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Jakarta Post

Sumatra'€™s forests in dire state due to deforestation

Apriadi Gunawan
Medan   ●   Thu, May 22, 2014

Three protected forests '€” Gunung Leuser National Park, Kerinci Seblat National Park and Bukit Barisan Selatan National Park '€” are reportedly in a chronic state of degradation due to rampant illegal logging, which has led to the loss of vital habitats in the nature preserves.

The three national parks make up the 2.5 million hectare Tropical Rainforest Heritage of Sumatra (TRHS) site.

The TRHS was listed as one of the world'€™s natural heritage sites by the United Nations Educational, Scientific and Cultural Organization (UNESCO) in 2005.

Natural Resources Conservation Agency (BKSDA) head Istanto said illegal logging on the TRHS site continued to expand, citing the involvement of three agency heads in Southeast Aceh regency in an illegal logging case in the Gunung Leuser National Park.

Istanto acknowledged that the authorities had taken action against the three officials but added that every time legal measures were taken against illegal logging suspects, the lives of people investigating such cases or of witnesses were put at risk.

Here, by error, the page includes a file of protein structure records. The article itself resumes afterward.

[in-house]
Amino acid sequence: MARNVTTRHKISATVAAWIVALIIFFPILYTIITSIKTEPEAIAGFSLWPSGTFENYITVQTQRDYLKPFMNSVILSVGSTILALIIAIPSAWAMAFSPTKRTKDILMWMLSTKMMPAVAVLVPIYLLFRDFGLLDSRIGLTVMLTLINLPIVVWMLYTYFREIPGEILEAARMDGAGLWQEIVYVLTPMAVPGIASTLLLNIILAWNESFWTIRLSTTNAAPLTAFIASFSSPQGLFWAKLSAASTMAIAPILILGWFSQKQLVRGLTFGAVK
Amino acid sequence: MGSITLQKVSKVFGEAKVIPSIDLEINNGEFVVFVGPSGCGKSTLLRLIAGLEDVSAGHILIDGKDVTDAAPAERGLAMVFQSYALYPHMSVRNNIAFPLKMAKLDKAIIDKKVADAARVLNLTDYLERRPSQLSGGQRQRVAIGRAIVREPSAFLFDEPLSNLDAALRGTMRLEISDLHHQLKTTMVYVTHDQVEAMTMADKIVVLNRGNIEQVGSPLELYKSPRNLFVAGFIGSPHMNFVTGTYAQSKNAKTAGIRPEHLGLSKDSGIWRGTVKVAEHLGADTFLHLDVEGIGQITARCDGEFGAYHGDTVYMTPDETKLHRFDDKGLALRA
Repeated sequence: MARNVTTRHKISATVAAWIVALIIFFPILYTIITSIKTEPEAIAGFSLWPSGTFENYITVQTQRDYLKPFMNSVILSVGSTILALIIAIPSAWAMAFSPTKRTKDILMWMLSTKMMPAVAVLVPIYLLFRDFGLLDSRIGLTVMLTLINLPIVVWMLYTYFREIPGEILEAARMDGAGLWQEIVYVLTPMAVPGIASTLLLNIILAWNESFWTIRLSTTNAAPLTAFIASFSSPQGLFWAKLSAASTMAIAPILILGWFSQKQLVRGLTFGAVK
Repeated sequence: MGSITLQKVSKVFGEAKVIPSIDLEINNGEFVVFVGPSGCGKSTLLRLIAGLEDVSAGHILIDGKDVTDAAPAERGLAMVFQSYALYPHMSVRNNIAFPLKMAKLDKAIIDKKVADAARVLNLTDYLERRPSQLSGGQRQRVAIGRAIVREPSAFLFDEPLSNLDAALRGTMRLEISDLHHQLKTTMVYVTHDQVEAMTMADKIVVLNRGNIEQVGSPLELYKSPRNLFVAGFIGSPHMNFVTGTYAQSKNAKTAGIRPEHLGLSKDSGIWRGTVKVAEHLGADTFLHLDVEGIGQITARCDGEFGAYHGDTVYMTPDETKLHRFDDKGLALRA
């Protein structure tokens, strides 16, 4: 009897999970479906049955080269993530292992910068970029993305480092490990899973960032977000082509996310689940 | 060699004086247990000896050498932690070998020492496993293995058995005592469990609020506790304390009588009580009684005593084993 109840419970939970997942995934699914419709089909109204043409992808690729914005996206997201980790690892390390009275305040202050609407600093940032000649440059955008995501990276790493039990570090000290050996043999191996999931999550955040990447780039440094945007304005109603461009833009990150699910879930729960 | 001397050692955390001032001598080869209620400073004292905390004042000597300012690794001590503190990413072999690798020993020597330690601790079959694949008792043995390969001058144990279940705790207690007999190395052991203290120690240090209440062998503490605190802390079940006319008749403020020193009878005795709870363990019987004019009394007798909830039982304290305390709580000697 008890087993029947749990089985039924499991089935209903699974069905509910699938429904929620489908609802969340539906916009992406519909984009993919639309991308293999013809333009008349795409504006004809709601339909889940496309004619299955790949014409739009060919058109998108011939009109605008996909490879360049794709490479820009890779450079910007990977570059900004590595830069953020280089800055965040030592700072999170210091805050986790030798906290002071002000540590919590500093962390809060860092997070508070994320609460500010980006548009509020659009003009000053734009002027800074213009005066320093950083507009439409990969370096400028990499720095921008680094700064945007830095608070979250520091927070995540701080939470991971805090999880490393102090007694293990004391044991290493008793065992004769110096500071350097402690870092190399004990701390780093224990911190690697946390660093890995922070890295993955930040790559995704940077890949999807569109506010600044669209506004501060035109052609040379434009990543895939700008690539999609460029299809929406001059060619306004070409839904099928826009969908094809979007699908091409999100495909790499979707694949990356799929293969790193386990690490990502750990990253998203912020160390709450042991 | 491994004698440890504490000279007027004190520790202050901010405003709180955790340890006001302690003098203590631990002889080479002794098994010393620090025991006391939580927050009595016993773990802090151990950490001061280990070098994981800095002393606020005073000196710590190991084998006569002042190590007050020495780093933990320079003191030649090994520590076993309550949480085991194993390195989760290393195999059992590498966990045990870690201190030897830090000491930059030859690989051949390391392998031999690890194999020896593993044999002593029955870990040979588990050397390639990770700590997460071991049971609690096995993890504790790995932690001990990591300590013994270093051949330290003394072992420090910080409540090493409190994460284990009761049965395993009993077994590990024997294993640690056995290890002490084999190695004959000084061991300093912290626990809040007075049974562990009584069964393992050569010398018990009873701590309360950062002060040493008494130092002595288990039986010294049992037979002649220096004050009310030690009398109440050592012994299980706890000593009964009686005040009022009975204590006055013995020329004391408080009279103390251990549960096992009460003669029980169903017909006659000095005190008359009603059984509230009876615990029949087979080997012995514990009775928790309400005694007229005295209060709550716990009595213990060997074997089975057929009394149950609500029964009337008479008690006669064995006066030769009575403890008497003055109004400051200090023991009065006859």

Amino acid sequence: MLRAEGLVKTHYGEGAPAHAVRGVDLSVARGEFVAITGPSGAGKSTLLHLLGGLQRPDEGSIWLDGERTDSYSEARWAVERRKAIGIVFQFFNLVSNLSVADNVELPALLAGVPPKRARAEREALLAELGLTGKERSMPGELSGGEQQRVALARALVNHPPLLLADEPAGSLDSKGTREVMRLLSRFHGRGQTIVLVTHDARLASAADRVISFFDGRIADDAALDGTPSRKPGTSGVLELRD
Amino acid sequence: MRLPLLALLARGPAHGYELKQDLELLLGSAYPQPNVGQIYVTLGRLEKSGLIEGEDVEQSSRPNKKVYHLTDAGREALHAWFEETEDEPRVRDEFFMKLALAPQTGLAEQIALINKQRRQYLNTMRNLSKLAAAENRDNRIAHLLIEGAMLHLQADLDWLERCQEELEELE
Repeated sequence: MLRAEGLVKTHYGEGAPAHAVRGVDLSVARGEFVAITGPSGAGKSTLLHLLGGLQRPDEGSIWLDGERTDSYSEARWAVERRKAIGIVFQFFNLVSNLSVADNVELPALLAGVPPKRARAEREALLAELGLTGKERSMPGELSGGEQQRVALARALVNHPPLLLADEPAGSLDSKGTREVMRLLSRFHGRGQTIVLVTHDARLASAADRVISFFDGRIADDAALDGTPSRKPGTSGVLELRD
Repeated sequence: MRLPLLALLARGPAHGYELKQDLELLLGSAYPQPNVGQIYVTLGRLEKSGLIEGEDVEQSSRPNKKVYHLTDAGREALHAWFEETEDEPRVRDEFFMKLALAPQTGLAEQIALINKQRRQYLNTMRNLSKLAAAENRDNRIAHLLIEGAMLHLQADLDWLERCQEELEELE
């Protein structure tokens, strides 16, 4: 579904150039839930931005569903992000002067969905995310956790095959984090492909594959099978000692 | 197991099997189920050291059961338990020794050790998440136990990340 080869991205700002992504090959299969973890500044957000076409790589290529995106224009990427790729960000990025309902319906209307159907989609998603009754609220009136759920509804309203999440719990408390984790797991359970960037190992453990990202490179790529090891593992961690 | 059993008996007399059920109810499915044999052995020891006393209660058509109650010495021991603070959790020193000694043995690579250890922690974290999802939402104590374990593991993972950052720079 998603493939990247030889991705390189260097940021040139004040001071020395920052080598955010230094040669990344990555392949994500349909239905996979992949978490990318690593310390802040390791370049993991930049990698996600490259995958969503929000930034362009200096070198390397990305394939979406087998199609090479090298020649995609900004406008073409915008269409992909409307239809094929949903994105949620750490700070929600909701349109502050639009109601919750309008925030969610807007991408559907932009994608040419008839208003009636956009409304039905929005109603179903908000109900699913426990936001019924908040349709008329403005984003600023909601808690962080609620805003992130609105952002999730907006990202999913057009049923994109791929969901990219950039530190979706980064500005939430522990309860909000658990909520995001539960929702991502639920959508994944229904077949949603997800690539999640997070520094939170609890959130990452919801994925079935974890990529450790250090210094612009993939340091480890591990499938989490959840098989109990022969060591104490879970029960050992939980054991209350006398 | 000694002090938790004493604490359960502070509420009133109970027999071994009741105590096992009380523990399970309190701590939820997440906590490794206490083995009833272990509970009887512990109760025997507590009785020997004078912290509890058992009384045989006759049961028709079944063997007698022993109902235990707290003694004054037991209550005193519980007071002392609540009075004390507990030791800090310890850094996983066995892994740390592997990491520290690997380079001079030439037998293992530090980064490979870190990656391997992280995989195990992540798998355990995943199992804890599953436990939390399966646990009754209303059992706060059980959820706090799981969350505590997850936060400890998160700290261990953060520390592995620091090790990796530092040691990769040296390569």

'€œFrankly, we have not been able to eradicate illegal logging in the TRHS,'€ Istanto told The Jakarta Post in a workshop entitled '€œImproving Protection on Biodiversity and Orangutan Habitat in the Tropical Forests of Sumatra'€.

More than 100 participants, including academics, representatives from NGOs and civil servants took part in the two-day workshop, which was organized by UNESCO in Medan, North Sumatra.

The participants urged the government to be more serious about combating the destruction in the three protected national parks.

Istanto said UNESCO may ultimately drop the TRHS from its list of world heritage sites if the area continued to suffer further degradation due to illegal logging.

To prevent that from happening, Istanto added, the preservation of and security in the TRHS had been placed under the control of the Office of the Coordinating Political, Legal and Security Affairs Minister and the National Police.

Meanwhile, the deputy director and senior program specialist for environmental science for UNESCO in Jakarta, Shahbaz Khan, said UNESCO supported the Indonesian government in its efforts to improve protection of the TRHS in line with international agreements.

According to Khan, the TRHS had to be saved from further destruction and the eradication of wildlife habitats.